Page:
I think that one of the most helpful things in my practice was having to be in a lot of situations in which I wasn’t at all interested or engaged. I had to learn to be open to them.
When I was in Thailand, at the beginning of my monastic life, I had to go to ceremonies. I didn’t know what the ceremonies were about. I didn’t know the people. I didn’t understand the language and I didn’t know the chanting. Everything was very uncertain, and I just had to sit. I could feel a tremendous irritation because I felt I was wasting my time. I could be doing something important, something necessary, something that would be meaningful, useful, interesting or significant. I could be working out problems or meditating or doing something helpful, instead of sitting around and being another brown robe in the line.
But actually, in the long run, it was very helpful because I could only carry on complaining inwardly for so long until I got the point that there was something there to work with. I would then realize, ‘Well, I think this is trying to tell me something.’
In meditation there isn’t anything to observe in particular, except the residual wanting to have, wanting to grasp, wanting to get – that feeling of selfhood. As our meditation develops, we call it ‘meditation without an object’ because we are not concentrating on any particular thing. There is the sensitivity to feel out what is balance, what is peacefulness, what is attention. And when we’re leaning into something, hanging on to, avoiding or looking for something, then we recognize those feelings.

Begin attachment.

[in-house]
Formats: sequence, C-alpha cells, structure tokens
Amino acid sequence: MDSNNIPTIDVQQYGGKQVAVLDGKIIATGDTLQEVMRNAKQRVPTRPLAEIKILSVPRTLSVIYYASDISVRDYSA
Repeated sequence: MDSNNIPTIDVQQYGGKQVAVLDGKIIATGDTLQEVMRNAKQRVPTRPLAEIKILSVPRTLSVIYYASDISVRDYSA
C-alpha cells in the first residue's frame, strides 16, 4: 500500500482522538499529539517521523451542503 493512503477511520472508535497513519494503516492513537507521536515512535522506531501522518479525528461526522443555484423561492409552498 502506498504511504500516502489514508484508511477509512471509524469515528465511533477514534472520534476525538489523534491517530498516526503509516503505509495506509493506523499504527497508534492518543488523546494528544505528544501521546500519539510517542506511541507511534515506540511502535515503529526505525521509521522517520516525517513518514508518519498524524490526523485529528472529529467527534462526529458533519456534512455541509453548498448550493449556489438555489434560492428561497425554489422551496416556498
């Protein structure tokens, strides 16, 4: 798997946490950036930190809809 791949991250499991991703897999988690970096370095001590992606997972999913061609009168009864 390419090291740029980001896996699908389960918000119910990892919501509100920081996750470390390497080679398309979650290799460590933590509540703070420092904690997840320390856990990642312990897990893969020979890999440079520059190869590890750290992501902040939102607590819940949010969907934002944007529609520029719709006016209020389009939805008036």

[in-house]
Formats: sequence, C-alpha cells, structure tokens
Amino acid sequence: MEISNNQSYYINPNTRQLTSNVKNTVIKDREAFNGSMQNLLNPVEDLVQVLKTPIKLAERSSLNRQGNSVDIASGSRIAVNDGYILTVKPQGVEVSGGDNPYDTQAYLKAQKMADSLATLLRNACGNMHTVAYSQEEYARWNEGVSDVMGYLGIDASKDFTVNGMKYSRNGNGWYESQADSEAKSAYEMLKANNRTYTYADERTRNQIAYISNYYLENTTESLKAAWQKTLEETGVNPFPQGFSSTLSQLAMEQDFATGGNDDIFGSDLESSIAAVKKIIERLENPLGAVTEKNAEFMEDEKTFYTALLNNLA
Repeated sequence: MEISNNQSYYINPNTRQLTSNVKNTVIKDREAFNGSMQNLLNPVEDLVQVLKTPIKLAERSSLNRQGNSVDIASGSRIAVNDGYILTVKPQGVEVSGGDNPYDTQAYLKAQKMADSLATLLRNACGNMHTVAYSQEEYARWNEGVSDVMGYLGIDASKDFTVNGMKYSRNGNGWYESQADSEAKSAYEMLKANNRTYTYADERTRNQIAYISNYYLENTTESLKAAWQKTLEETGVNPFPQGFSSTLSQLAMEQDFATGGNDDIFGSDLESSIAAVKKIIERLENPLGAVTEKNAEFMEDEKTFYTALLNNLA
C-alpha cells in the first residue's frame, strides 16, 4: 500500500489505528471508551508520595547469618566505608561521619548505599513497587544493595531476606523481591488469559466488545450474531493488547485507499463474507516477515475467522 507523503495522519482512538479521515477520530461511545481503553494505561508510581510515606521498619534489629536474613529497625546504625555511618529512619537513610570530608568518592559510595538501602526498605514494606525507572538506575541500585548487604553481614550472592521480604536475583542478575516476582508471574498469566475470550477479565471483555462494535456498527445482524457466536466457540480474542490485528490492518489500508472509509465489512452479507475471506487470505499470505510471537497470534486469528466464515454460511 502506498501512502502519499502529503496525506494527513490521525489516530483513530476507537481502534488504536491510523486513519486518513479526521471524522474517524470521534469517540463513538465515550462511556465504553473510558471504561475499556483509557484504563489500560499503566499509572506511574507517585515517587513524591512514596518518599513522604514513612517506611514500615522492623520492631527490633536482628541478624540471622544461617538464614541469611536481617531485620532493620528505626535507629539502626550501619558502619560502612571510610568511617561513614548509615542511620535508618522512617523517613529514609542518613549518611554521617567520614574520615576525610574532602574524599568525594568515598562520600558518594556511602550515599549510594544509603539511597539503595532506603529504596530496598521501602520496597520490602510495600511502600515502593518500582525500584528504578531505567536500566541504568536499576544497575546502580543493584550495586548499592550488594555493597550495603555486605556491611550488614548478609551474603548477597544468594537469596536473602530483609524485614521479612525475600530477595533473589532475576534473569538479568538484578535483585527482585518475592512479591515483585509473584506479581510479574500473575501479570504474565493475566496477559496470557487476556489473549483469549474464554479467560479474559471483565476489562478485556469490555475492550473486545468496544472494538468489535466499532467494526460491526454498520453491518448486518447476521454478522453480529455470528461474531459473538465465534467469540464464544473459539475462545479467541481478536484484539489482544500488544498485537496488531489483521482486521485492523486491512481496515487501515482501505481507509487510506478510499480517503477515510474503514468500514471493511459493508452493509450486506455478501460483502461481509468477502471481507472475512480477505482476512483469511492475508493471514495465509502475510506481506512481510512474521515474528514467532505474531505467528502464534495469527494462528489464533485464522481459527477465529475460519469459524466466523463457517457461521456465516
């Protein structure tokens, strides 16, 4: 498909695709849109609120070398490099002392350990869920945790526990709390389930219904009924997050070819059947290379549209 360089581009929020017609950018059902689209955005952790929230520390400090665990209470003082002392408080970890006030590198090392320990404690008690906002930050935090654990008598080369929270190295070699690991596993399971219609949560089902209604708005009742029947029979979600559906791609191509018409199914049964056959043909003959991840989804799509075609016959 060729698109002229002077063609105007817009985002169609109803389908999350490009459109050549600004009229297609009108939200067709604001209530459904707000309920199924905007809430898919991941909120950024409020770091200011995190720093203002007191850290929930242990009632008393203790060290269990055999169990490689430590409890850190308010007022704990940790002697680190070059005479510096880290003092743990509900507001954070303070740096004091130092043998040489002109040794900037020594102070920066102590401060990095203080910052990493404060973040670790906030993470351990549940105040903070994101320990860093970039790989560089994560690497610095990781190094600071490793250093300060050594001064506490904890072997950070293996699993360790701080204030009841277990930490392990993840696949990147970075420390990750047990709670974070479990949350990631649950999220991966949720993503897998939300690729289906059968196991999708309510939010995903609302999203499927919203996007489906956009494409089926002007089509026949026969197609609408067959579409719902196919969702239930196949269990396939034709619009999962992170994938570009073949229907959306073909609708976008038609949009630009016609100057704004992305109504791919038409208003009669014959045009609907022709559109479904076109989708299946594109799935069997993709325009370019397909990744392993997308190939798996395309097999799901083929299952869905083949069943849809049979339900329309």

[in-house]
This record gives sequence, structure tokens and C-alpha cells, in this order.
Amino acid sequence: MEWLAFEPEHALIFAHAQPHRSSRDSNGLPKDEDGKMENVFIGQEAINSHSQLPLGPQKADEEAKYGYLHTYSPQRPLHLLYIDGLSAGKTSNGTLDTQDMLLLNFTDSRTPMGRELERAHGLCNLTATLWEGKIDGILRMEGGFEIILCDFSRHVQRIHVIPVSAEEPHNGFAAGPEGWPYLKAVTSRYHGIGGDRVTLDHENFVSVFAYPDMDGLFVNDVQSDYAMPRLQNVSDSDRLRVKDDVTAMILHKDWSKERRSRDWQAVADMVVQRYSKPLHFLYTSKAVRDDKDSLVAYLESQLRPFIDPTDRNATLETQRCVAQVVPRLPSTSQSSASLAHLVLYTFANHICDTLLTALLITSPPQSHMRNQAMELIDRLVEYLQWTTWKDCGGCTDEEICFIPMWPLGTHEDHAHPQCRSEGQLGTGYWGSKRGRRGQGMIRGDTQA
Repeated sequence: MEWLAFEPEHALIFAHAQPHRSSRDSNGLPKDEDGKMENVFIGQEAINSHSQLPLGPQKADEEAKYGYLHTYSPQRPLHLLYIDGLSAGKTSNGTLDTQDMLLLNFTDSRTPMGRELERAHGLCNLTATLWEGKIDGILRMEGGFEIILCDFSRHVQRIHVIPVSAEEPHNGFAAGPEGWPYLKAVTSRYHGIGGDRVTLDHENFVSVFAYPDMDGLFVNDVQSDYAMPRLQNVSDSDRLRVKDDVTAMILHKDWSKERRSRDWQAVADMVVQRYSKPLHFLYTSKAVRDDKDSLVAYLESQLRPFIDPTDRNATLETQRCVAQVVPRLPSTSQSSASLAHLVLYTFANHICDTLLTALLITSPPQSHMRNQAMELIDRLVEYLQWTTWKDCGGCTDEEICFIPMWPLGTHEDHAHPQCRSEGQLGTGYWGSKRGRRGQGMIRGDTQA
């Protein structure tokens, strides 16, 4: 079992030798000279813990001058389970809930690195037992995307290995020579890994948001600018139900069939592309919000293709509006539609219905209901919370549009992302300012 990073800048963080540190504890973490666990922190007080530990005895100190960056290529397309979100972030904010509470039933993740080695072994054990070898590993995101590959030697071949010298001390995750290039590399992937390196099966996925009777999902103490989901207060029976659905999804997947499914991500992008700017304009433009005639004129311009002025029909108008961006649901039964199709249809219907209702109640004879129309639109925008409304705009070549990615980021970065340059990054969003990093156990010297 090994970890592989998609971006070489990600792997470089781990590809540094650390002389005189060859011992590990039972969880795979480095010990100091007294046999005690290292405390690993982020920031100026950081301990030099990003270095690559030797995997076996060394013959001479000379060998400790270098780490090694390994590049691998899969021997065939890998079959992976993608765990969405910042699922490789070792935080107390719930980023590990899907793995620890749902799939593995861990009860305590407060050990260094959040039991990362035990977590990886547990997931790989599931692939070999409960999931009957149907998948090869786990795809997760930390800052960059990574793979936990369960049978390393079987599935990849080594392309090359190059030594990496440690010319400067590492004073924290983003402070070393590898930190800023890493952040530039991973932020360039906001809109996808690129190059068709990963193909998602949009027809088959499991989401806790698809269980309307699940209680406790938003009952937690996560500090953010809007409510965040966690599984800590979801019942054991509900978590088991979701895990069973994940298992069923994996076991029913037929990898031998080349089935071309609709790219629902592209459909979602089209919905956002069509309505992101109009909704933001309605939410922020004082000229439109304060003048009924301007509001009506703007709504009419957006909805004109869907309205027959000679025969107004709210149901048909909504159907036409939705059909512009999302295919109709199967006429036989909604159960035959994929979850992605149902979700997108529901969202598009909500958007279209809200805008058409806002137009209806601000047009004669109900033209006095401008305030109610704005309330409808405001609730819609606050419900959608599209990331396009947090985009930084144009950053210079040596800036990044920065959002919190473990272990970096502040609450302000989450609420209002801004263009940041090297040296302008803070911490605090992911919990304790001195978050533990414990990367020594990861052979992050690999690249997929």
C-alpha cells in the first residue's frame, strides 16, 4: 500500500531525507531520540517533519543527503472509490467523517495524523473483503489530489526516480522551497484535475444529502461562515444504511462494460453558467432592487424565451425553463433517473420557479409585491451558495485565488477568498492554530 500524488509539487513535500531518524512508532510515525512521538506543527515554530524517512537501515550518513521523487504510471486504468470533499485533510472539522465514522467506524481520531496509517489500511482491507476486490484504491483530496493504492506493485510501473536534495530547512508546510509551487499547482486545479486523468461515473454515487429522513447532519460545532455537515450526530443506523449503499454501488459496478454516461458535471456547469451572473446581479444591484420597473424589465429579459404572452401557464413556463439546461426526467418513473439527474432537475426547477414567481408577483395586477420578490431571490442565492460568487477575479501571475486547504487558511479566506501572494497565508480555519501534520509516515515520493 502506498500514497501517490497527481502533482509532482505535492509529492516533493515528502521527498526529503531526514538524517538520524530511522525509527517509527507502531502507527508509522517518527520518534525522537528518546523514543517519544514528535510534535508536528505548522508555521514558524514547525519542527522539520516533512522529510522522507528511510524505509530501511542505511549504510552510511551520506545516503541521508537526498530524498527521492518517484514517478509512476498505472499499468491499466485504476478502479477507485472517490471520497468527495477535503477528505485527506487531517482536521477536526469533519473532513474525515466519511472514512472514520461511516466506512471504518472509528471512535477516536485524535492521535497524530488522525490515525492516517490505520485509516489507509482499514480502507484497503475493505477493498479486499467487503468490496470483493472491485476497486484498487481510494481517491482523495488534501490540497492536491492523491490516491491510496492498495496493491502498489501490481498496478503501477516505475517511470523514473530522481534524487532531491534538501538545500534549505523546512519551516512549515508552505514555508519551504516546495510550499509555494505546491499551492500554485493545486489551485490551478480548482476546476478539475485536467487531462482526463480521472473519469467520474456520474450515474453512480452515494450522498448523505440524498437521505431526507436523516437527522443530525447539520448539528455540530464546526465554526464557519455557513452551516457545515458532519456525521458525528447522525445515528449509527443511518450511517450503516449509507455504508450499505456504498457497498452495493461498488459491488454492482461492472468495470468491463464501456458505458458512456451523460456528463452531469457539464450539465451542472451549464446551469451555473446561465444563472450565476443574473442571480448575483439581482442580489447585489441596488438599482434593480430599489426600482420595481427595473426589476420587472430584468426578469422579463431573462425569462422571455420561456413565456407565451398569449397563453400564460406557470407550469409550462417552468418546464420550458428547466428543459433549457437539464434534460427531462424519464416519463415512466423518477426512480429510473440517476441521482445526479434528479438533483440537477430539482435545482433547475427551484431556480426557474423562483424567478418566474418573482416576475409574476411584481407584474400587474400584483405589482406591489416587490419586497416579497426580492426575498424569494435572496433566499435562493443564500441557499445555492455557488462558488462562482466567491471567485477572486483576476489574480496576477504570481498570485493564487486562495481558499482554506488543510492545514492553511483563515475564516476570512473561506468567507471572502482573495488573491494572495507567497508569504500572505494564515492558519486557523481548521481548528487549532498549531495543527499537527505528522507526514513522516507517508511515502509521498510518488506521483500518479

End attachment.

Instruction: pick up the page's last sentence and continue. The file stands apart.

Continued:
When they come up, we can see that it’s time to be more attentive and patient; it’s time to learn something. There’s something to be learned in all these experiences that we think are of no use and no point. There’s also something to be learned from our lifelong tendency to try to dismiss certain kinds of experiences…
Who wants to know what hunger feels like? Who wants to know what feeling tired feels like? Who wants to be with that? Most people just want to stuff their face and crash out: ‘I don’t want to know what feeling hungry and feeling tired feel like! What’s the point in that? I don’t want to hang around and wait for a bus or wait for things. It’s pointless! Get on with it and get it done quickly!’
That’s the everyday brutalization. When there’s nothing to get out of an experience, a person or a situation, then most of the time we want to go to something else – something out of which we can get a sense of success, confidence or inspiration.
This reflection by Ajahn Sucitto is from the book, The Most Precious Gift, (pdf) pp. 64-65.